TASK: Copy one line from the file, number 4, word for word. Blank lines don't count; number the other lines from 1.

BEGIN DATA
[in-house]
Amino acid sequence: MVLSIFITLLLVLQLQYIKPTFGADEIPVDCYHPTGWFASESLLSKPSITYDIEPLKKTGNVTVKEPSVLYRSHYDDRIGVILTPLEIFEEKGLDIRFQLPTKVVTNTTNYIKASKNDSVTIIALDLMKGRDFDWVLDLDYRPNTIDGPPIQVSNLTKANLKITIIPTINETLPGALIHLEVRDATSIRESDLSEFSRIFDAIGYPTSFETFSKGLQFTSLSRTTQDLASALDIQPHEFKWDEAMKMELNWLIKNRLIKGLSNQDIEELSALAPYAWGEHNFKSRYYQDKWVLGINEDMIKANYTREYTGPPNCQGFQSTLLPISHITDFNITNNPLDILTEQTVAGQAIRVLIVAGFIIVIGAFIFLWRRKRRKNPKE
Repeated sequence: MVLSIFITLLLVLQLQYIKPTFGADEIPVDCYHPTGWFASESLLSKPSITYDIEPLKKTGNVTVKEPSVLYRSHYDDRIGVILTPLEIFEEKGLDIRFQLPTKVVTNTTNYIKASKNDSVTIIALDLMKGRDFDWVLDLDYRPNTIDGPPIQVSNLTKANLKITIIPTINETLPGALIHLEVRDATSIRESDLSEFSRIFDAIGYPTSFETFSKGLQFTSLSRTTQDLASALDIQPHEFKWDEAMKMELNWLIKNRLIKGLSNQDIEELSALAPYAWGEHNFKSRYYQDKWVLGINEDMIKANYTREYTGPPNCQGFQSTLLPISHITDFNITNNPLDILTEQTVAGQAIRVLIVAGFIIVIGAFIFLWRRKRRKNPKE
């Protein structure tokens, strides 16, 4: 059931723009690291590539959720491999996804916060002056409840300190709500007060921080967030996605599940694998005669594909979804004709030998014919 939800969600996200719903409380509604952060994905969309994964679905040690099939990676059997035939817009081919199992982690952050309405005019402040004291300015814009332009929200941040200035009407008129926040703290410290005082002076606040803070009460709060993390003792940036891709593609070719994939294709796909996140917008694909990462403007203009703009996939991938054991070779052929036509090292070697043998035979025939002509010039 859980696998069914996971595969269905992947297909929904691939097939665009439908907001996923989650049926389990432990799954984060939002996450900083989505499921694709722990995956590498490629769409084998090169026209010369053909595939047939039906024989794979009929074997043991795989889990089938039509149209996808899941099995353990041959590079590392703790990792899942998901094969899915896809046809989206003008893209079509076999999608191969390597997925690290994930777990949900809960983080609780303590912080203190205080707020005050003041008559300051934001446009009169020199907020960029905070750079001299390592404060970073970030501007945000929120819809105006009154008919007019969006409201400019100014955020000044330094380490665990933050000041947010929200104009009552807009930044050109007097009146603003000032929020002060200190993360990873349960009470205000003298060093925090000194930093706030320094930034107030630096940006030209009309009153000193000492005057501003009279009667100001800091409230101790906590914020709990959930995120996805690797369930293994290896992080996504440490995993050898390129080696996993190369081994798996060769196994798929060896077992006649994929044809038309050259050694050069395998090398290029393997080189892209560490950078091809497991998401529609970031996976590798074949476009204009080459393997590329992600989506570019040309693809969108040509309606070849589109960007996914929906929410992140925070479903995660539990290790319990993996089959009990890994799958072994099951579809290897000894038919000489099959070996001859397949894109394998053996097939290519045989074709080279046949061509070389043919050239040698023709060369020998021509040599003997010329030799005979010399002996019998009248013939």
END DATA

């Protein structure tokens, strides 16, 4: 059931723009690291590539959720491999996804916060002056409840300190709500007060921080967030996605599940694998005669594909979804004709030998014919 939800969600996200719903409380509604952060994905969309994964679905040690099939990676059997035939817009081919199992982690952050309405005019402040004291300015814009332009929200941040200035009407008129926040703290410290005082002076606040803070009460709060993390003792940036891709593609070719994939294709796909996140917008694909990462403007203009703009996939991938054991070779052929036509090292070697043998035979025939002509010039 859980696998069914996971595969269905992947297909929904691939097939665009439908907001996923989650049926389990432990799954984060939002996450900083989505499921694709722990995956590498490629769409084998090169026209010369053909595939047939039906024989794979009929074997043991795989889990089938039509149209996808899941099995353990041959590079590392703790990792899942998901094969899915896809046809989206003008893209079509076999999608191969390597997925690290994930777990949900809960983080609780303590912080203190205080707020005050003041008559300051934001446009009169020199907020960029905070750079001299390592404060970073970030501007945000929120819809105006009154008919007019969006409201400019100014955020000044330094380490665990933050000041947010929200104009009552807009930044050109007097009146603003000032929020002060200190993360990873349960009470205000003298060093925090000194930093706030320094930034107030630096940006030209009309009153000193000492005057501003009279009667100001800091409230101790906590914020709990959930995120996805690797369930293994290896992080996504440490995993050898390129080696996993190369081994798996060769196994798929060896077992006649994929044809038309050259050694050069395998090398290029393997080189892209560490950078091809497991998401529609970031996976590798074949476009204009080459393997590329992600989506570019040309693809969108040509309606070849589109960007996914929906929410992140925070479903995660539990290790319990993996089959009990890994799958072994099951579809290897000894038919000489099959070996001859397949894109394998053996097939290519045989074709080279046949061509070389043919050239040698023709060369020998021509040599003997010329030799005979010399002996019998009248013939």